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Two schools, one a vocational technical high school and the other an elementary school, sit on tracts of land a few blocks from the house in which I grew up, in Ford City (Armstrong County), Pennsylvania. The communities served by them are, for the most part, not particularly prosperous. Household incomes, wages, home prices, rents, and levels of education are below the state average; while poverty, unemployment, and air pollution are above it.
Many property owners in the area are elderly women, living on small pensions and social security. Their property taxes finance the schools, and as these rise, the tax burden can be considerable. This encumbrance is made subjectively worse by the fact that these older taxpayers no longer have children in school.
For the local school board, rising costs—including those for the ever growing number of administrators—and a limited and potentially rebellious tax base have created a budget crisis. The current budget shows a deficit of five million dollars. However, the board has come up with an ingenious way to deal with its revenue shortfall.
To help pay its bills, the school board is courting (or being courted by) two energy companies, with an eye toward leasing public property for natural gas hydraulic fracturing, commonly known as “fracking.” According to the school district’s solicitor, the two “frackers,” which are owned by members of the same family, are “offering” to acquire leasing rights on tracts of land near the two schools. “We’re trying to do what we can to bring some money in,” said Board president Joe Close. “Superintendent Stan Chapp said the district projects it could earn up to $1.5 million on it during the next 15 to 20 years.”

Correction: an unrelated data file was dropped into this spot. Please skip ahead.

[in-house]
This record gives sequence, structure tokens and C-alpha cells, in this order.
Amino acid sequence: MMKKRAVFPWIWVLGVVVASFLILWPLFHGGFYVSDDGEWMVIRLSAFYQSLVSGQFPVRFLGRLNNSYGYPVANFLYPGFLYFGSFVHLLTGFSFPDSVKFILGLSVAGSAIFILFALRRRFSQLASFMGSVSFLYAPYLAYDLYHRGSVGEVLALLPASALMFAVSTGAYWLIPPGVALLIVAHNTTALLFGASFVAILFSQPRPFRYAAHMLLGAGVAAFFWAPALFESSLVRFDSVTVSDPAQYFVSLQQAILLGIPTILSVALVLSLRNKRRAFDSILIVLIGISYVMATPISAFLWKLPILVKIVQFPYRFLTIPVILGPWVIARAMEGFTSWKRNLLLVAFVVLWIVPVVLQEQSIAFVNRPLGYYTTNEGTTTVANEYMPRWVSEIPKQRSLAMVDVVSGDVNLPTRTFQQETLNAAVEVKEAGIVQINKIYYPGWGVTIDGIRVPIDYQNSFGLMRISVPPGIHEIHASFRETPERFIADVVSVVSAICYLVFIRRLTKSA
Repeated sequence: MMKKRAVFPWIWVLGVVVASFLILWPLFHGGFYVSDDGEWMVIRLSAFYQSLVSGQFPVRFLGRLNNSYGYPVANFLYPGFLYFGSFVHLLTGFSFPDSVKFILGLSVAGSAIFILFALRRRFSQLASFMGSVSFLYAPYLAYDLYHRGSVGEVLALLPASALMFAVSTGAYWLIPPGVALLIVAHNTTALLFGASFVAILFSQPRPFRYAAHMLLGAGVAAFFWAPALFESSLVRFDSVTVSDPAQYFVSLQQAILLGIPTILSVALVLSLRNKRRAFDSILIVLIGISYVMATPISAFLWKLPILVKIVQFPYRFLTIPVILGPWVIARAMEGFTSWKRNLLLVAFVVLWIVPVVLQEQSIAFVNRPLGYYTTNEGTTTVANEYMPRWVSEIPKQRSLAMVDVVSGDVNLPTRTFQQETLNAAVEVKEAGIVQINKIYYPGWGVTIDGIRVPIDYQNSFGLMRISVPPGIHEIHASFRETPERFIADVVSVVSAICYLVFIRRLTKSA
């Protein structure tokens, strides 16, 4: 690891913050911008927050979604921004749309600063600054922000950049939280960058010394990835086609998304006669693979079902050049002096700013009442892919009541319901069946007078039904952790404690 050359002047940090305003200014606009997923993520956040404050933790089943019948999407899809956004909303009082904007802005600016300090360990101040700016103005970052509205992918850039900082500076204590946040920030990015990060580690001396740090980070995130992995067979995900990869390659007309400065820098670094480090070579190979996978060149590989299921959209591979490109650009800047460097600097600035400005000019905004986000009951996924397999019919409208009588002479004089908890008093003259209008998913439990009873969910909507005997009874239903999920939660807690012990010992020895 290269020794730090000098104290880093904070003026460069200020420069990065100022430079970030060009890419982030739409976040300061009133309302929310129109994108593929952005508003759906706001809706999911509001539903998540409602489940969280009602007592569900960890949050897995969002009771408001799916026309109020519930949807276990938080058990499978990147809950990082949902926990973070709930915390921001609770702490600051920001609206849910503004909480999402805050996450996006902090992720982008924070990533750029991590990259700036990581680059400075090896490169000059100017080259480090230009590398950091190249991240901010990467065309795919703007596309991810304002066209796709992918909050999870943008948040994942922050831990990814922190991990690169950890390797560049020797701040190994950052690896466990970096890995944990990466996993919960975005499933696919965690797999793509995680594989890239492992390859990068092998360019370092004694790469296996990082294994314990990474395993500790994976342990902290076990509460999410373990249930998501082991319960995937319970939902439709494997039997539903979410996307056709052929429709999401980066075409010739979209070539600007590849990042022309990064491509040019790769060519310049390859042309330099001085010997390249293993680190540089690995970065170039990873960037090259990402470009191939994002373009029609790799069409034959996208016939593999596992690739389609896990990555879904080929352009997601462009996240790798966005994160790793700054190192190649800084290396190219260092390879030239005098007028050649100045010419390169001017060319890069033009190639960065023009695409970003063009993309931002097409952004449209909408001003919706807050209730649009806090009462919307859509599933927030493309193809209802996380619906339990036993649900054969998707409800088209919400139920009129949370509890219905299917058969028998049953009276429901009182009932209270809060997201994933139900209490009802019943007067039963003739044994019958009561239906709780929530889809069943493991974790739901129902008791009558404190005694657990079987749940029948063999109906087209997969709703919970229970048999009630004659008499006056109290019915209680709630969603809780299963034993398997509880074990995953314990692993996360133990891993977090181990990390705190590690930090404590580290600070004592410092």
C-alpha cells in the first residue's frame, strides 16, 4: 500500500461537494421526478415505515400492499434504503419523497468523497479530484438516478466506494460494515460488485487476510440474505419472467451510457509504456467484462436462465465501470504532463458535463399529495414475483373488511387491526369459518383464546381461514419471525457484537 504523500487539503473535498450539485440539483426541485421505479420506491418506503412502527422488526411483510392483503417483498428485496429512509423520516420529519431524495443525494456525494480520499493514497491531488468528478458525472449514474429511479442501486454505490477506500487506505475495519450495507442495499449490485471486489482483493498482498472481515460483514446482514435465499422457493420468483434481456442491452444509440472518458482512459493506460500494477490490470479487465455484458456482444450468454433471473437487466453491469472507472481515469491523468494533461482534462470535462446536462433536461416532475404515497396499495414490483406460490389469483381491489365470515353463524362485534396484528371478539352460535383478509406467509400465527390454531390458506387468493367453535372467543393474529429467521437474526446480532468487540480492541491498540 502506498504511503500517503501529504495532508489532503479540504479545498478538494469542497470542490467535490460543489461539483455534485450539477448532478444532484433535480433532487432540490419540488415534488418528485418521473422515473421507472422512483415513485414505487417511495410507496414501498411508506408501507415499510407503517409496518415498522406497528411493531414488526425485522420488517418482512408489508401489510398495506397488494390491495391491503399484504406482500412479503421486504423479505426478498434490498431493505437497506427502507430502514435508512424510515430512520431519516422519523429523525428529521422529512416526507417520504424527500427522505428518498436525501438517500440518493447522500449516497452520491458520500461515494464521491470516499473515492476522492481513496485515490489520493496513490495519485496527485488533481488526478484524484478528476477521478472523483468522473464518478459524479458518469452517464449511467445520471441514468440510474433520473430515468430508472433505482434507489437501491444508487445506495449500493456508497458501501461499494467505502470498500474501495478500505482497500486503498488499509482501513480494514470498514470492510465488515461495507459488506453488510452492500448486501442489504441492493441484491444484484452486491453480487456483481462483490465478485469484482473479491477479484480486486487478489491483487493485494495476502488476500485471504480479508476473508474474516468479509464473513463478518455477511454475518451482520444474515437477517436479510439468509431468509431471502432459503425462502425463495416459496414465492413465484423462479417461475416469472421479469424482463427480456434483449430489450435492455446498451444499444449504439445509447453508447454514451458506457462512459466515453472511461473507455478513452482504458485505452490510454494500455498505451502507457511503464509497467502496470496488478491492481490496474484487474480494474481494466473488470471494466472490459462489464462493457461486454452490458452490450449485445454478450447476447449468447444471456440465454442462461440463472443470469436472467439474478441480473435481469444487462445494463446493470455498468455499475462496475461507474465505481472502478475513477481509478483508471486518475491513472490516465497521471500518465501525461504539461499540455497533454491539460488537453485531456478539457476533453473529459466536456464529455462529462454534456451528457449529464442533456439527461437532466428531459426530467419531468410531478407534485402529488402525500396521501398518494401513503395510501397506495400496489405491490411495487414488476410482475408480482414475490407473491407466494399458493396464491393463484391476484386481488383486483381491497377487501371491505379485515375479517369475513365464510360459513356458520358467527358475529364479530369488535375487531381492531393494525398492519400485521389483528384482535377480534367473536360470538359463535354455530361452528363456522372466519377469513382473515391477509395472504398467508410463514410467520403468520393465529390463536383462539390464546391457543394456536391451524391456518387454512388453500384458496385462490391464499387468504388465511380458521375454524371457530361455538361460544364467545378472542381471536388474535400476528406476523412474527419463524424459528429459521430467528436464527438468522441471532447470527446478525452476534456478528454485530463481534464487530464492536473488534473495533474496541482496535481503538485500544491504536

The frackers have been busy in Pennsylvania and across the nation—buying and selling leases, greasing the palms of friendly politicians, convincing local residents to sell property rights to them, and ruining the landscape. As the Natural Resources Defense Council states:
Natural gas producers have been running roughshod over communities across the country with their extraction and production activities for too long, resulting in contaminated water supplies, dangerous air pollution, destroyed streams, and devastated landscapes. Weak safeguards and inadequate oversight fail to protect our communities from harm by the rapid expansion of fossil fuel production using hydraulic fracturing or “fracking.”
Fracking has also been implicated in earthquakes. In arid regions, it uses an inordinate share of the local water supply. And it releases methane, a major contributor to global warming. A group of scholars at Cornell University have argued that fracking might be environmentally “dirtier” than mining and burning coal.
Should the school board reach an agreement with the two energy companies, school kids and those living nearby will soon be hearing explosions, drinking contaminated water, suffering increased air pollution, and watching the woods turn into wastelands. Fires from the wells might light up the night sky. And it is not difficult to imagine that students will be fed large doses of propaganda extolling the virtues of gas drilling and all the jobs it generates. Perhaps, like McDonald’s, the energy corporations have prepared educational materials for the schools. The Vo-Tech already offers a program in “Natural Resources Technology”; among the “10 ‘Hot’ Career Opportunities” listed for this area of study is “Gas Exploration Manager.”